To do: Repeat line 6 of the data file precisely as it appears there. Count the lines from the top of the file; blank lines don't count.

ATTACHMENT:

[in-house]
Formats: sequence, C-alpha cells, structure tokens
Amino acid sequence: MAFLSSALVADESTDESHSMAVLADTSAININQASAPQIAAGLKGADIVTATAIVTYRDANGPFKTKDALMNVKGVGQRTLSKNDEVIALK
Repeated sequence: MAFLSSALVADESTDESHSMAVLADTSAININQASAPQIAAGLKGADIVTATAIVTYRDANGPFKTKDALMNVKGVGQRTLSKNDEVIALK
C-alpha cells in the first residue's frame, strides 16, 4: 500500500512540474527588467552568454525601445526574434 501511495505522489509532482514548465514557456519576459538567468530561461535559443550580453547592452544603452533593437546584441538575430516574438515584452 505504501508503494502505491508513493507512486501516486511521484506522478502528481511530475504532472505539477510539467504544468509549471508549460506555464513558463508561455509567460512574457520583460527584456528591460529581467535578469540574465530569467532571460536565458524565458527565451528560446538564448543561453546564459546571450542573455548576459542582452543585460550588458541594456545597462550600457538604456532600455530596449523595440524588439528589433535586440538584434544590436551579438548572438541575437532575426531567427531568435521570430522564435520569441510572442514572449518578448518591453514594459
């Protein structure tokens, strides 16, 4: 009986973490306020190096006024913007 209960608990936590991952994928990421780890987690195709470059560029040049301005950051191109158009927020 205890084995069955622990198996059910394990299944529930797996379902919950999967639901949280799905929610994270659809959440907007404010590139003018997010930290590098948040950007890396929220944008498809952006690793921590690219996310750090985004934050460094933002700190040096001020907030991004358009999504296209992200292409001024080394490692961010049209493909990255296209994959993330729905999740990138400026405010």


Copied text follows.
């Protein structure tokens, strides 16, 4: 009986973490306020190096006024913007 209960608990936590991952994928990421780890987690195709470059560029040049301005950051191109158009927020 205890084995069955622990198996059910394990299944529930797996379902919950999967639901949280799905929610994270659809959440907007404010590139003018997010930290590098948040950007890396929220944008498809952006690793921590690219996310750090985004934050460094933002700190040096001020907030991004358009999504296209992200292409001024080394490692961010049209493909990255296209994959993330729905999740990138400026405010």